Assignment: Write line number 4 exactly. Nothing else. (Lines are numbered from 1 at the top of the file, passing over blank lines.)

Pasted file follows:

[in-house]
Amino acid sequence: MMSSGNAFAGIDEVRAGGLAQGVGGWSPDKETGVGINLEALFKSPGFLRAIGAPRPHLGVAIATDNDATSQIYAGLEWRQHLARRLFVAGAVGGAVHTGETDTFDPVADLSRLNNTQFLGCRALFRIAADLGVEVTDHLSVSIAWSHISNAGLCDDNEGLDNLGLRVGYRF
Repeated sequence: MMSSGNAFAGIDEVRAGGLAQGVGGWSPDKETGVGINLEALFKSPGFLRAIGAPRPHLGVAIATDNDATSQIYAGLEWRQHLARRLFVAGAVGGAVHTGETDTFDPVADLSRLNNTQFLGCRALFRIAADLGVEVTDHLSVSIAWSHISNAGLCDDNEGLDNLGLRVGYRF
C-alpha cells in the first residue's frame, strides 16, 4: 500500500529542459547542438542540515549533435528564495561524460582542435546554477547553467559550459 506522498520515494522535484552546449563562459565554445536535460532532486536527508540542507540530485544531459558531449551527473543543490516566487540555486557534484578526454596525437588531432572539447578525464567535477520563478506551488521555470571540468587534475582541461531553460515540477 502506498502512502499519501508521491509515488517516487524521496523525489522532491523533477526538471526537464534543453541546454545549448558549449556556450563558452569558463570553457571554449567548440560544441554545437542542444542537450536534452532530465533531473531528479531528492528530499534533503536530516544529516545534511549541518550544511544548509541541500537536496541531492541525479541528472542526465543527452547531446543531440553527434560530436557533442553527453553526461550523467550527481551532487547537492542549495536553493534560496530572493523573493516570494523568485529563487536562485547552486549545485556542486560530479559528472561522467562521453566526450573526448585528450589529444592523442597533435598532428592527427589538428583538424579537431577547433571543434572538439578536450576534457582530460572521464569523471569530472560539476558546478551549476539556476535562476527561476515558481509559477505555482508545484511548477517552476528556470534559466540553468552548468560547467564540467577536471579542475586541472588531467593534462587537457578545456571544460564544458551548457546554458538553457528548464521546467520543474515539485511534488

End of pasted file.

C-alpha cells in the first residue's frame, strides 16, 4: 500500500529542459547542438542540515549533435528564495561524460582542435546554477547553467559550459 506522498520515494522535484552546449563562459565554445536535460532532486536527508540542507540530485544531459558531449551527473543543490516566487540555486557534484578526454596525437588531432572539447578525464567535477520563478506551488521555470571540468587534475582541461531553460515540477 502506498502512502499519501508521491509515488517516487524521496523525489522532491523533477526538471526537464534543453541546454545549448558549449556556450563558452569558463570553457571554449567548440560544441554545437542542444542537450536534452532530465533531473531528479531528492528530499534533503536530516544529516545534511549541518550544511544548509541541500537536496541531492541525479541528472542526465543527452547531446543531440553527434560530436557533442553527453553526461550523467550527481551532487547537492542549495536553493534560496530572493523573493516570494523568485529563487536562485547552486549545485556542486560530479559528472561522467562521453566526450573526448585528450589529444592523442597533435598532428592527427589538428583538424579537431577547433571543434572538439578536450576534457582530460572521464569523471569530472560539476558546478551549476539556476535562476527561476515558481509559477505555482508545484511548477517552476528556470534559466540553468552548468560547467564540467577536471579542475586541472588531467593534462587537457578545456571544460564544458551548457546554458538553457528548464521546467520543474515539485511534488